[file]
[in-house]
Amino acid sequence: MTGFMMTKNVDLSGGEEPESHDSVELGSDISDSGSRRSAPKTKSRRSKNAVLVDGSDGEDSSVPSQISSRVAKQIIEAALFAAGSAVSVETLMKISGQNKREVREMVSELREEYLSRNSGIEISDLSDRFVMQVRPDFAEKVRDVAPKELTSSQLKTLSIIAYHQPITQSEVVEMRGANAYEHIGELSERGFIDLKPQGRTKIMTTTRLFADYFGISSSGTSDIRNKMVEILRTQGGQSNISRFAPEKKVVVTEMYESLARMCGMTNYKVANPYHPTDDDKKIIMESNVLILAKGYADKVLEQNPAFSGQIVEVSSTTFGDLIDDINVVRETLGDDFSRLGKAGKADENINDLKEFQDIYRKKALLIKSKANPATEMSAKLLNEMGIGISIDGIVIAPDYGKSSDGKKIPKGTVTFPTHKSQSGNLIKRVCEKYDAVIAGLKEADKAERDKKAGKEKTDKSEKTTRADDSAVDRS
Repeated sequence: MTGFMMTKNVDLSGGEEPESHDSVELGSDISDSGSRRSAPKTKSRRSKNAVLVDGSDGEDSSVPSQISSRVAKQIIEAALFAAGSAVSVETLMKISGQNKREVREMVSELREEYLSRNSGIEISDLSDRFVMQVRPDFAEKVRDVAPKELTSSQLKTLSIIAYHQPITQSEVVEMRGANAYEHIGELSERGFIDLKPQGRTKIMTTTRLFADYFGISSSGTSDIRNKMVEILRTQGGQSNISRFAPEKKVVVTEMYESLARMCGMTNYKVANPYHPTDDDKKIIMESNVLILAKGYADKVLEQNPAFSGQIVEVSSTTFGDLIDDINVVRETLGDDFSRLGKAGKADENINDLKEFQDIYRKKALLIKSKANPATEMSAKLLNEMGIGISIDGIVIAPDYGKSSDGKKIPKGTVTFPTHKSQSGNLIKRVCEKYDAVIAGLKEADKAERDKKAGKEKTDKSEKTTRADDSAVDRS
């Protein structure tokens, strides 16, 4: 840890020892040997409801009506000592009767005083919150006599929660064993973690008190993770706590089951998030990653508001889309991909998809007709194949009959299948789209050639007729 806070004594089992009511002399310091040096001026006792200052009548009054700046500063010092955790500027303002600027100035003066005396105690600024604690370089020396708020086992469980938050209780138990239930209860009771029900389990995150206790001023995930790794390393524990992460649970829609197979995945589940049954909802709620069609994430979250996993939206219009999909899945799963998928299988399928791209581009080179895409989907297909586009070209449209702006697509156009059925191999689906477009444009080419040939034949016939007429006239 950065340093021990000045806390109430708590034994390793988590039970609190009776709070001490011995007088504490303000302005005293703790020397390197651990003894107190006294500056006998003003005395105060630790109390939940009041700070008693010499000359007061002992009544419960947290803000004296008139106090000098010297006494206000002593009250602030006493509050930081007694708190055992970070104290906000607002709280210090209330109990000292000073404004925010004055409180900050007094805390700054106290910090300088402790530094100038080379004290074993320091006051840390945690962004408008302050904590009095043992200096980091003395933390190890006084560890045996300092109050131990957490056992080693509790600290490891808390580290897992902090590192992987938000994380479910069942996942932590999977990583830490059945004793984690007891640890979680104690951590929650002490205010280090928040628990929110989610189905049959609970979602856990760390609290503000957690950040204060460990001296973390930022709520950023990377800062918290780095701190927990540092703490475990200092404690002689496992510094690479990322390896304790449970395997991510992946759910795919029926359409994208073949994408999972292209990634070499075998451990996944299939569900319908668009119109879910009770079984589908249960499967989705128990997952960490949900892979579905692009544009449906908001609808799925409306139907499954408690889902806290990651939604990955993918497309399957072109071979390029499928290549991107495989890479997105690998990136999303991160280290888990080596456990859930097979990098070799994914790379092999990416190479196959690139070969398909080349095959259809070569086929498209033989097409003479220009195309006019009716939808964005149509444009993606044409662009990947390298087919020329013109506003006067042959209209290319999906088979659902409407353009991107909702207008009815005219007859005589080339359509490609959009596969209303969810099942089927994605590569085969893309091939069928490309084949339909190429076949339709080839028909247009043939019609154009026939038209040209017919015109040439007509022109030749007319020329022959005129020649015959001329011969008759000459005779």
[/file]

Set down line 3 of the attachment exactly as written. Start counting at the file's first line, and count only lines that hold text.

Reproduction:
Repeated sequence: MTGFMMTKNVDLSGGEEPESHDSVELGSDISDSGSRRSAPKTKSRRSKNAVLVDGSDGEDSSVPSQISSRVAKQIIEAALFAAGSAVSVETLMKISGQNKREVREMVSELREEYLSRNSGIEISDLSDRFVMQVRPDFAEKVRDVAPKELTSSQLKTLSIIAYHQPITQSEVVEMRGANAYEHIGELSERGFIDLKPQGRTKIMTTTRLFADYFGISSSGTSDIRNKMVEILRTQGGQSNISRFAPEKKVVVTEMYESLARMCGMTNYKVANPYHPTDDDKKIIMESNVLILAKGYADKVLEQNPAFSGQIVEVSSTTFGDLIDDINVVRETLGDDFSRLGKAGKADENINDLKEFQDIYRKKALLIKSKANPATEMSAKLLNEMGIGISIDGIVIAPDYGKSSDGKKIPKGTVTFPTHKSQSGNLIKRVCEKYDAVIAGLKEADKAERDKKAGKEKTDKSEKTTRADDSAVDRS